Fed rule would ban widely used nerve-agent pesticide

Chlorpyrifos, a common pesticide used on citrus fruits, almonds and other crops, has been linked to childhood development maladies and nervous system damage.

Chlorpyrifos, a common pesticide used on citrus fruits, almonds and other crops, has been linked to childhood development maladies and nervous system damage.

(J. Scott Applewhite / Associated Press)

Federal regulators on Friday proposed a zero-tolerance policy for food-borne residues of a pesticide widely used on edible crops nationwide, effectively ending its application to more than a dozen crops, including tree nuts, soybeans, corn, wheat, apples and citrus.

The U.S. Environmental Protection Agency said it no longer could be confident that combined exposure from food and drinking water was safe for the public.

The action came after the U.S. 9th Circuit Court of Appeals chided the agency in August for what it called an “egregious” delay in reviewing the safety of chlorpyrifos, which has been linked to nervous system damage in humans.


“Based on EPA’s current analysis, there do not appear to be risks from exposure to chlorpyrifos in food, but, when those exposures are combined with estimated exposure from drinking water in certain watersheds, EPA cannot conclude that the risk from aggregate exposure meets the Federal Food, Drug, and Cosmetic Act (FFDCA) safety standard,” the agency said Friday.

EPA said the court’s order to take action on the pesticide by Oct. 31 interrupted its scientific review, leaving “certain science issues ... unresolved.” The agency plans to finalize its rule by December 2016.

The chemical has been banned from consumer products and residential use for nearly 15 years. The EPA revised tolerances for the chemical in 2006 and limited the crops on which it can be applied.

But environmentalists petitioned the agency to revoke registration of the chemical, citing scientific studies linking it to childhood development maladies and nervous system damage.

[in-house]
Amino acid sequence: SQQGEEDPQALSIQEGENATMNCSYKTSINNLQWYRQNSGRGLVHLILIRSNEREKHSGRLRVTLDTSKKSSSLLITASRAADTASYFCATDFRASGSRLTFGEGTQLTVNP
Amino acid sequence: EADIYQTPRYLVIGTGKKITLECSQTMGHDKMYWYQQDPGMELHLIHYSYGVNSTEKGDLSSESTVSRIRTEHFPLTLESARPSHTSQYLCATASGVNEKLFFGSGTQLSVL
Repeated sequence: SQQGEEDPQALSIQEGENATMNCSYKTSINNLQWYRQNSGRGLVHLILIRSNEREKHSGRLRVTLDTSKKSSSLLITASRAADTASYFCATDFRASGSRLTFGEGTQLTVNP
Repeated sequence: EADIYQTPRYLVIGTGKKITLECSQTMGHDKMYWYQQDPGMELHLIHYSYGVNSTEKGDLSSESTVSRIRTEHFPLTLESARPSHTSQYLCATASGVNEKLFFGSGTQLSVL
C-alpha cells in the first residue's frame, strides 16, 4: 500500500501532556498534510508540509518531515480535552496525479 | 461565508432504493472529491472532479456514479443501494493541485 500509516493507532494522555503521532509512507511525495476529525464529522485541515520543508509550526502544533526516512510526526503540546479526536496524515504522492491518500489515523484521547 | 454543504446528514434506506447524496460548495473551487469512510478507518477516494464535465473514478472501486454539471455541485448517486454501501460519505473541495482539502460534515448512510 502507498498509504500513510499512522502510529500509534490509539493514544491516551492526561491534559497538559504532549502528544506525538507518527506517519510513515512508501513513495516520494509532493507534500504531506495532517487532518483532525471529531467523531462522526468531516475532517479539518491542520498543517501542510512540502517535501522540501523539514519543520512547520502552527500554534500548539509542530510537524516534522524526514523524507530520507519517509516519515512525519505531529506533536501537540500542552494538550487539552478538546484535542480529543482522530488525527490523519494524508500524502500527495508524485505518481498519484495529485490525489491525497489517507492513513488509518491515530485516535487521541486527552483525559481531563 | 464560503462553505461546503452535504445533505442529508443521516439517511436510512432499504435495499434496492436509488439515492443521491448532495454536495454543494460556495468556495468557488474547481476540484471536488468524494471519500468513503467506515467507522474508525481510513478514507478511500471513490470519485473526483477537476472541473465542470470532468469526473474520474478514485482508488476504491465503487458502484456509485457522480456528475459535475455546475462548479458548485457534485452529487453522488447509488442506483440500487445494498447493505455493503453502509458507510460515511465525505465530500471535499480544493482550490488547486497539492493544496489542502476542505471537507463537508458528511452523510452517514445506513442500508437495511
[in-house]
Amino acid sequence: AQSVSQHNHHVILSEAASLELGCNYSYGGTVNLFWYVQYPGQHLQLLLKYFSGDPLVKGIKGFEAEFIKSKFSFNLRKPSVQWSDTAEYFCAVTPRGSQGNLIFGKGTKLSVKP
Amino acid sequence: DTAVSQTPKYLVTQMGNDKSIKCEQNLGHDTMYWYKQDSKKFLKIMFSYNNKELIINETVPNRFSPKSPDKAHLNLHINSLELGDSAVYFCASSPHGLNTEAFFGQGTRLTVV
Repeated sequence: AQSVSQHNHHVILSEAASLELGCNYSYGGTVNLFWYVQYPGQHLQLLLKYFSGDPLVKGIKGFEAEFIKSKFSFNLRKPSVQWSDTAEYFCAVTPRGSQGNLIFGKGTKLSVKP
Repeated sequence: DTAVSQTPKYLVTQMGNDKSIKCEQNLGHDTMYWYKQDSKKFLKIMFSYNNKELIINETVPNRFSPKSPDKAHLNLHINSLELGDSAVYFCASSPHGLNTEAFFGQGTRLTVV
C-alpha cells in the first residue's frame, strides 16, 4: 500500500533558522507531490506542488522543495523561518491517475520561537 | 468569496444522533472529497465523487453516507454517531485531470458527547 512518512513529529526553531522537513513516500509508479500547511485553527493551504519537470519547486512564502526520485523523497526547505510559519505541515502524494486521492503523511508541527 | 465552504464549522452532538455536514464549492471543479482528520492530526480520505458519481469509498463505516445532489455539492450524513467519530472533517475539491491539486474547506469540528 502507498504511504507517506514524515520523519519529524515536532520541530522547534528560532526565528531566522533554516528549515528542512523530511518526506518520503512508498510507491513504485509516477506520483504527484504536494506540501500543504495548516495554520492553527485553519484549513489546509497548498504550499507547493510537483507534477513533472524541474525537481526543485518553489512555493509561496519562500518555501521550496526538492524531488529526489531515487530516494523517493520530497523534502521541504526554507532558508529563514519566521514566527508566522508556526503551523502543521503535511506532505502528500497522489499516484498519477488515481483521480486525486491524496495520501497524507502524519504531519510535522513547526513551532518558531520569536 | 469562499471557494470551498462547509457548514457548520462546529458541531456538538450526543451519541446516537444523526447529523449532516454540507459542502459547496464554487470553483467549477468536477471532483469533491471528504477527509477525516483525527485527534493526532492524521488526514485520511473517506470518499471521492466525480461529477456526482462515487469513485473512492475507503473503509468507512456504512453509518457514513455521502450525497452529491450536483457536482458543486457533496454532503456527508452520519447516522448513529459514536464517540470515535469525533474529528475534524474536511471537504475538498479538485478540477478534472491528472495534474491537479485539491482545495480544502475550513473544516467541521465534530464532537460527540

Those groups on Friday urged the agency to finalize its proposed rule, which will be subject to a public comment and review period.

“We’ve known for years that chlorpyrifos is dangerous and that’s why we sued EPA,” said Veena Singla, a health program scientist with the Natural Resources Defense Council. “The agency’s announcement today is a huge step in the right direction, but we think there’s enough evidence to ban all its uses now.”


The American Farm Bureau Federation, an agriculture industry group, said it does not expect the rule to stand up to scrutiny.

“We haven’t looked at it closely but don’t expect it will succeed, especially given that the rule is coming from a court order, rather than something EPA scientists have determined needs to be done,” said William Rodger, a spokesman for the federation. “Chlorpyrifos is an important crop protection method we don’t want to lose unless we absolutely must. We haven’t seen any evidence to that effect so far.”

DowAgroSciences, the largest manufacturer of the pesticide, said the court had preempted the EPA’s scientific review process. The company “remains confident that all U.S. tolerance issues relating to the continued use of chlorpyrifos can be readily resolved with a more refined analysis of data,” said spokesman Garry Hamlin.

California’s Department of Pesticide Regulation declared chlorpyrifos a restricted material this year, requiring licensing, training and oversight by county agriculture commissions. It also tightened buffer zone requirements around fields where the chemical was applied, and banned its use near schools and other facilities when winds exceed 10 miles per hour.

The state “has been strongly signaling they need to look for alternatives,” said DPR spokeswoman Charlotte Fadipe. “Today’s proposal underscores that.”

From 2001 through 2011, 136 people reported being exposed and sickened by the pesticide, in 35 separate incidents, Fadipe said.

Use of the chemical in California has declined from a peak of more than 2 million pounds in 2005 to about 1.1 million in 2012, but rose to nearly 1.5 million pounds in 2013, the last year in which complete data were available, according to the state Department of Pesticide Regulation.

Environmental activists attribute the increase to the rise in almond production, which has been increasing rapidly in counties where the chemical is most heavily applied, according to the National Agricultural Statistics Service.

More than 500,000 pounds of the chemical were applied to crops in Kern and Fresno counties in 2013, by far the biggest users of the pesticide, according to the Department of Pesticide Regulation.

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